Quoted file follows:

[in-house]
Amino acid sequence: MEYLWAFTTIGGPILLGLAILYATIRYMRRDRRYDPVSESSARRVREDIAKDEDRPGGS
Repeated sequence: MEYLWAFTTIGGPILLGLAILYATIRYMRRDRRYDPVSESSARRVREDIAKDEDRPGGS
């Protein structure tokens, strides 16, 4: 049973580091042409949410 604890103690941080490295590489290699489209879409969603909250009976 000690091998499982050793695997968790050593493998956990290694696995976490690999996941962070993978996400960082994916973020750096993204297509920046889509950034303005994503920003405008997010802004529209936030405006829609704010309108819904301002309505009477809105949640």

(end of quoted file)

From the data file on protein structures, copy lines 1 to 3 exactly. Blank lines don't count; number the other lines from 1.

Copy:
[in-house]
Amino acid sequence: MEYLWAFTTIGGPILLGLAILYATIRYMRRDRRYDPVSESSARRVREDIAKDEDRPGGS
Repeated sequence: MEYLWAFTTIGGPILLGLAILYATIRYMRRDRRYDPVSESSARRVREDIAKDEDRPGGS